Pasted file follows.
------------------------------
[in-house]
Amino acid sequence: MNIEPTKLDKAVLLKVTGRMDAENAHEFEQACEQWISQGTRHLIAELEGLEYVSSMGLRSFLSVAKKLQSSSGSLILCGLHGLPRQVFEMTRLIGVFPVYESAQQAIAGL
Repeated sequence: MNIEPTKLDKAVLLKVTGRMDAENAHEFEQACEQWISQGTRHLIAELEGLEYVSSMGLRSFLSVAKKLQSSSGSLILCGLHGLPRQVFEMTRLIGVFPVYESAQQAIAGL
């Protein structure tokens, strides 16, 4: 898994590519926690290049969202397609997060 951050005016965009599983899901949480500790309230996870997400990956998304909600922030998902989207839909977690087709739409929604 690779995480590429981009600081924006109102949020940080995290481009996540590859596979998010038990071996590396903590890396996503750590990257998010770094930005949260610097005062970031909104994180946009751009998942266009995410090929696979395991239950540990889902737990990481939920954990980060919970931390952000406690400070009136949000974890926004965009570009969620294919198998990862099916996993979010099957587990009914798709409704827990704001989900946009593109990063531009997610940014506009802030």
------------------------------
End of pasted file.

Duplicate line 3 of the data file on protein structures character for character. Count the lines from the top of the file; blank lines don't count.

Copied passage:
Repeated sequence: MNIEPTKLDKAVLLKVTGRMDAENAHEFEQACEQWISQGTRHLIAELEGLEYVSSMGLRSFLSVAKKLQSSSGSLILCGLHGLPRQVFEMTRLIGVFPVYESAQQAIAGL